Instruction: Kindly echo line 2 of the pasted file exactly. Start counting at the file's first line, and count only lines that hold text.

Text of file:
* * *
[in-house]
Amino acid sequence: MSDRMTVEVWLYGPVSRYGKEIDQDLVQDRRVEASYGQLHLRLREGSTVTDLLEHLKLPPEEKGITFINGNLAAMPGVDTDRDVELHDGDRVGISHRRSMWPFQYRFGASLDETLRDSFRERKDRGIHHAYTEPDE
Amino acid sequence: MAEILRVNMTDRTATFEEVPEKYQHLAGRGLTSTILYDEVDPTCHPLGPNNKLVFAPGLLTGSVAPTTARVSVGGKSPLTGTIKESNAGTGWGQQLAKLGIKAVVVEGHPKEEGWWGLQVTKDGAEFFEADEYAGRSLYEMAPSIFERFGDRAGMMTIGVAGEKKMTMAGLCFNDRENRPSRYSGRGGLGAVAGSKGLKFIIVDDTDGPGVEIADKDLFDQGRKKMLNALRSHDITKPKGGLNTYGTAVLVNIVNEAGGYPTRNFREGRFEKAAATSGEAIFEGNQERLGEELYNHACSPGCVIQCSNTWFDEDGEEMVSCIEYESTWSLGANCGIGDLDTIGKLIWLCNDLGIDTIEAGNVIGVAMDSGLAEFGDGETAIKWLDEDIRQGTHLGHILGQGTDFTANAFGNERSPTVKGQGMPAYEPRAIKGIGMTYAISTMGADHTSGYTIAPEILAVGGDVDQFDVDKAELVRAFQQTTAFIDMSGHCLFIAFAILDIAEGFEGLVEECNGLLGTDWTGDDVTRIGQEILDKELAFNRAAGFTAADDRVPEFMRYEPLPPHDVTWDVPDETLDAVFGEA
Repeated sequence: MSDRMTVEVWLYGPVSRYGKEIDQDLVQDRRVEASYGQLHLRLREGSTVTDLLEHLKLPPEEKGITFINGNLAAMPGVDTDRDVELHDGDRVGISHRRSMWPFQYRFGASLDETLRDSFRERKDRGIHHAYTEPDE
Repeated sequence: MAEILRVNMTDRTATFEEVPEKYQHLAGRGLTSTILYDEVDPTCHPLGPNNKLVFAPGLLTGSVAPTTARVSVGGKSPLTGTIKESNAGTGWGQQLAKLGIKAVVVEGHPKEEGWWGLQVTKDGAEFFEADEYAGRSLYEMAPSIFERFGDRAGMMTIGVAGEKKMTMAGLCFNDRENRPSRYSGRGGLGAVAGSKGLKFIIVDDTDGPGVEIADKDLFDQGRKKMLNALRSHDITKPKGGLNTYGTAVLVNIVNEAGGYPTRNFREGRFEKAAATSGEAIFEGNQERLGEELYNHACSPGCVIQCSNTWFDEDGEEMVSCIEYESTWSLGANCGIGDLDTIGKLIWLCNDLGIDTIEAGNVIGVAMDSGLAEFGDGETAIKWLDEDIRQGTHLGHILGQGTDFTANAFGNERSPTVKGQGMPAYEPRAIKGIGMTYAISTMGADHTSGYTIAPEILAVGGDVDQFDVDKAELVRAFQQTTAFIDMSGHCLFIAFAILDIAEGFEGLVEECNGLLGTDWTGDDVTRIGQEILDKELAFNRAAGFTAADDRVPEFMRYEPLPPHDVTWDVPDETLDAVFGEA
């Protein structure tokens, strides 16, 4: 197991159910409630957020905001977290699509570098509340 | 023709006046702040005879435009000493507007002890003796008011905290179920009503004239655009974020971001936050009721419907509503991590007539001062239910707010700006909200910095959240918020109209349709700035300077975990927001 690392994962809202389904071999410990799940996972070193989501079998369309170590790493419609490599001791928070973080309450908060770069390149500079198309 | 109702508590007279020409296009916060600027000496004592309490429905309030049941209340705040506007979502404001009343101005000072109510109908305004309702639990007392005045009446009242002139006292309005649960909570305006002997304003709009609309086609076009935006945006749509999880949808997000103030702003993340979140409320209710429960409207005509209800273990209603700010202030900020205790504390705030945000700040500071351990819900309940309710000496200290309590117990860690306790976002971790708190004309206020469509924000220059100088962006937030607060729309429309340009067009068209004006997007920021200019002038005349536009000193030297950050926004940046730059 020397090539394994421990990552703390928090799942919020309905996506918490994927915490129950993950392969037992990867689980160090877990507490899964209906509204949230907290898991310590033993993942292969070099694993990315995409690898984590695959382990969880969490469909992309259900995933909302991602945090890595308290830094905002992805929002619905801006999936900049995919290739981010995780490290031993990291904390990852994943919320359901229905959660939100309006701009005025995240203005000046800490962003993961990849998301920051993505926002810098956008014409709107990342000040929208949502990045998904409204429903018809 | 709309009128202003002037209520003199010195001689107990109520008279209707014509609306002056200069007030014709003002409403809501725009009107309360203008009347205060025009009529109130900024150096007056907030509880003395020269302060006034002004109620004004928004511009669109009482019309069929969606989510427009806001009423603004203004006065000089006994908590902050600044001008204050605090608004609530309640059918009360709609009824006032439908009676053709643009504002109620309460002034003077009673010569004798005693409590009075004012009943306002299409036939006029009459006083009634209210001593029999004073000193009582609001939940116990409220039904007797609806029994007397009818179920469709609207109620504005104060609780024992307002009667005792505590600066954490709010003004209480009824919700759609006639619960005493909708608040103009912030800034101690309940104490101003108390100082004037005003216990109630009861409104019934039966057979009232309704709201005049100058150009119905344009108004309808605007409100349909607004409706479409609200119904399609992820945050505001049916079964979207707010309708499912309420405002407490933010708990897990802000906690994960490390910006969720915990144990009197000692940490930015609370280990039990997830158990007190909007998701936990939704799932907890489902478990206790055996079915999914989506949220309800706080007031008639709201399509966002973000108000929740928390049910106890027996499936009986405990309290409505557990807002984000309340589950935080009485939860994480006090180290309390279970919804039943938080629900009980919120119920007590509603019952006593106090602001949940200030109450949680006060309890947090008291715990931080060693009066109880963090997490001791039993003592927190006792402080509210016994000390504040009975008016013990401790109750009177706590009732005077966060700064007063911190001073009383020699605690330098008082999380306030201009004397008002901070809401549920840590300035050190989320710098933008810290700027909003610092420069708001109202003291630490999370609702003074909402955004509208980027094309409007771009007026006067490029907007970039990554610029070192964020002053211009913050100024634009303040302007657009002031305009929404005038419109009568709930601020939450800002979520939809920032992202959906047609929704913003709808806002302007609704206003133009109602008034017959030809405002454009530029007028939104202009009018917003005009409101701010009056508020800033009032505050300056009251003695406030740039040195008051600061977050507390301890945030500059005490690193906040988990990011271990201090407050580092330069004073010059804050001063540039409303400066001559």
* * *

Amino acid sequence: MSDRMTVEVWLYGPVSRYGKEIDQDLVQDRRVEASYGQLHLRLREGSTVTDLLEHLKLPPEEKGITFINGNLAAMPGVDTDRDVELHDGDRVGISHRRSMWPFQYRFGASLDETLRDSFRERKDRGIHHAYTEPDE